**deprecated version of the platform**. The current version of the platform, which is not publicly available, has a more advanced architecture and provides a wider range of functionalities. These tutorials are only for

**illustrative purposes**and showcase a limited number of the platform’s capabilities.

# Federated models: non-linear kernel SVM classification

In the present notebook, the idea for a Federated non-linear support vector machine (SVM) classification is presented. The model is encapsulated in the Sherpa.ai Federated Learning Framework on for a synthetic database. Moreover, differential privacy is applied and its impact on the global model is assessed.

## Index

## 1) The data

We start by creating a synthetic database:

```
import shfl
from shfl.data_base.data_base import WrapLabeledDatabase
from sklearn.datasets import make_classification
import numpy as np
from shfl.model.linear_classifier_model import LinearClassifierModel
from shfl.model.svm_classifier_model import SVMClassifierModel
from shfl.auxiliar_functions_for_notebooks.functionsFL import *
import numpy as np
from sklearn.svm import NuSVC
from sklearn.svm import SVC
from sklearn import metrics
# Create database:
n_features = 2
n_classes = 3
data, labels = make_classification(
n_samples=10000, n_features=n_features, n_informative=2,
n_redundant=0, n_repeated=0, n_classes=n_classes,
n_clusters_per_class=1, weights=None, flip_y=0.1, class_sep=0.5)
database = WrapLabeledDatabase(data, labels)
train_data, train_labels, test_data, test_labels = database.load_data()
C = 1
kwargs = {'C':C, 'kernel':"linear"}
model_use = SVC(**kwargs)
```

```
2022-03-24 17:58:17.400626: W tensorflow/stream_executor/platform/default/dso_loader.cc:64] Could not load dynamic library 'libcudart.so.11.0'; dlerror: libcudart.so.11.0: cannot open shared object file: No such file or directory
2022-03-24 17:58:17.400664: I tensorflow/stream_executor/cuda/cudart_stub.cc:29] Ignore above cudart dlerror if you do not have a GPU set up on your machine.
```

```
print("Shape of train and test data: " + str(train_data.shape) + str(test_data.shape))
print("Shape of train and test labels: " + str(train_labels.shape) + str(test_labels.shape))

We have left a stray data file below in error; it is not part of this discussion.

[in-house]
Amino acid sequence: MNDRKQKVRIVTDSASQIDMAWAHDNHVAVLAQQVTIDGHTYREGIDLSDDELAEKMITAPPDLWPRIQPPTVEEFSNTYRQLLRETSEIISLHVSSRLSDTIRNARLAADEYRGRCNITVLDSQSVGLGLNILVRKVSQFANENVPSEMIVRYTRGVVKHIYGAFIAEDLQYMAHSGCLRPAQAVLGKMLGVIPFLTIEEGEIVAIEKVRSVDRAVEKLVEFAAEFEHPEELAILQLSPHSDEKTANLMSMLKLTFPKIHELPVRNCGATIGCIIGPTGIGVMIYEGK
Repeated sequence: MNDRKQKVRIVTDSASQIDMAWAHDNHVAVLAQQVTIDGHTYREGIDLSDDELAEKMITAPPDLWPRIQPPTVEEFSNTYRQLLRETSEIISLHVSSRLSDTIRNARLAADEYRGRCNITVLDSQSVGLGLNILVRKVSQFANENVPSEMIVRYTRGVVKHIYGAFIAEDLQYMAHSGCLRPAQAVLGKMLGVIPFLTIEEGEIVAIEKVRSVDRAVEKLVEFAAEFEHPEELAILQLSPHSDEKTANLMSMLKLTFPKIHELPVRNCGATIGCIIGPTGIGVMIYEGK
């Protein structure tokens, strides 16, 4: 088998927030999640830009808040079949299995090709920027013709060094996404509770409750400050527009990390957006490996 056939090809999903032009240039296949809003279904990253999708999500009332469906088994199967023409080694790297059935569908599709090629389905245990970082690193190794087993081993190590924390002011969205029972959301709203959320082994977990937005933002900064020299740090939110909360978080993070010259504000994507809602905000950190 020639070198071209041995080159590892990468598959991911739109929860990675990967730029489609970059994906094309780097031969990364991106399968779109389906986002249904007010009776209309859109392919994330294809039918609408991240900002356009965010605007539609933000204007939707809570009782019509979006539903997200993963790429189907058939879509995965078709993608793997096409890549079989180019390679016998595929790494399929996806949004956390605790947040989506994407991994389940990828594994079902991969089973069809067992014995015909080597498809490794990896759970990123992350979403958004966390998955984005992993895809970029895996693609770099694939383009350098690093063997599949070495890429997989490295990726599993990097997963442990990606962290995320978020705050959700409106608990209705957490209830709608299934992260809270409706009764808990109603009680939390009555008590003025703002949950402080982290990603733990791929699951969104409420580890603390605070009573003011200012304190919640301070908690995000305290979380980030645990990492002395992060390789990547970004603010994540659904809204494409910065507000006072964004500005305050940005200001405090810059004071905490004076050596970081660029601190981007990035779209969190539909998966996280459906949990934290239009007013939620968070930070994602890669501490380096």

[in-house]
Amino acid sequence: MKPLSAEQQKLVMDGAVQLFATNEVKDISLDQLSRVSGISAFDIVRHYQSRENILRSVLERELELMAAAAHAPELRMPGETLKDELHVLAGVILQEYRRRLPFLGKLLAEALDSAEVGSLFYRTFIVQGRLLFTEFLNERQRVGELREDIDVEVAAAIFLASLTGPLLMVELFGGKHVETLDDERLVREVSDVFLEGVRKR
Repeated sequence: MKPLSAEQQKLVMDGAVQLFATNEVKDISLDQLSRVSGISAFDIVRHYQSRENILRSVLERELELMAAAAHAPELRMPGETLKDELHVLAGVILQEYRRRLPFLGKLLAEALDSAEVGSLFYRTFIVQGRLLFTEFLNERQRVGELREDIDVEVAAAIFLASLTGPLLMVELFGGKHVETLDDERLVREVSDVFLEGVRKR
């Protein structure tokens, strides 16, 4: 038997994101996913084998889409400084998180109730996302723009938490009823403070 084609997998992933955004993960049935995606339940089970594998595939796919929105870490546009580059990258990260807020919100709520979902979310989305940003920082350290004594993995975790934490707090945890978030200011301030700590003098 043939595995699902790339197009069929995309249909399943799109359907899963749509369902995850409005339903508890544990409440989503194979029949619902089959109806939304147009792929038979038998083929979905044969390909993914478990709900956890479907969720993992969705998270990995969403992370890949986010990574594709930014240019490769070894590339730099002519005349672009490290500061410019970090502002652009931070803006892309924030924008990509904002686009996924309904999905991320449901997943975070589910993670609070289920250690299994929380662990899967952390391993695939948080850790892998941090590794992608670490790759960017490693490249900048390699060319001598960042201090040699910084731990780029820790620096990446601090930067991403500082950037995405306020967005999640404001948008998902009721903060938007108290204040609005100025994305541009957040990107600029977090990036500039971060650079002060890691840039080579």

```

```
Shape of train and test data: (8000, 2)(2000, 2)
Shape of train and test labels: (8000,)(2000,)
```

## 2) The model

Next, we define the new class for SVM using `sklearn`

's Support Vector Machine classifiers.
By the implementation below, you can use either `SVC`

or `NuSVC`

:

```
# from shfl.model.utils import check_initialization_classification
# from shfl.model.utils import check_data_features
```

As reference, we train a centralized model (i.e. non-federated). And in the case of two features, we can visualize the solution on a plane:

```
# Train global model using framework's class:
classes = [i for i in range(0,n_classes)]
model_centralized = SVMClassifierModel(n_features=n_features, classes=classes, model=model_use)
model_centralized.train(data=train_data, labels=train_labels)
if n_features == 2:
plot_2D_decision_boundary(model_centralized, test_data, labels=test_labels, title = "Benchmark: Classification using Centralized data")
print("Test performance using centralized data: " + str(model_centralized.evaluate(test_data, test_labels)))
predictions_cent = model_centralized.predict(test_data)
```

`Test performance using centralized data: [('balanced_accuracy', 0.6690983355230552), ('cohen_kappa', 0.5051932152815586)]`

### 2.1) How to _aggregate a model's parameters from each federated node

`sklearn`

provides three options for classification: `LinearSVC`

, `SVC`

and `NuSVC`

.
The linear version `LinearSVC`

is easily incorporated in the platform, since the aggregation of the model is straightforward (see notebook for Federated Logistic Regression, in which `LinearSVC`

can be used instead of the logistic regression).
On the other hand, for `SVC`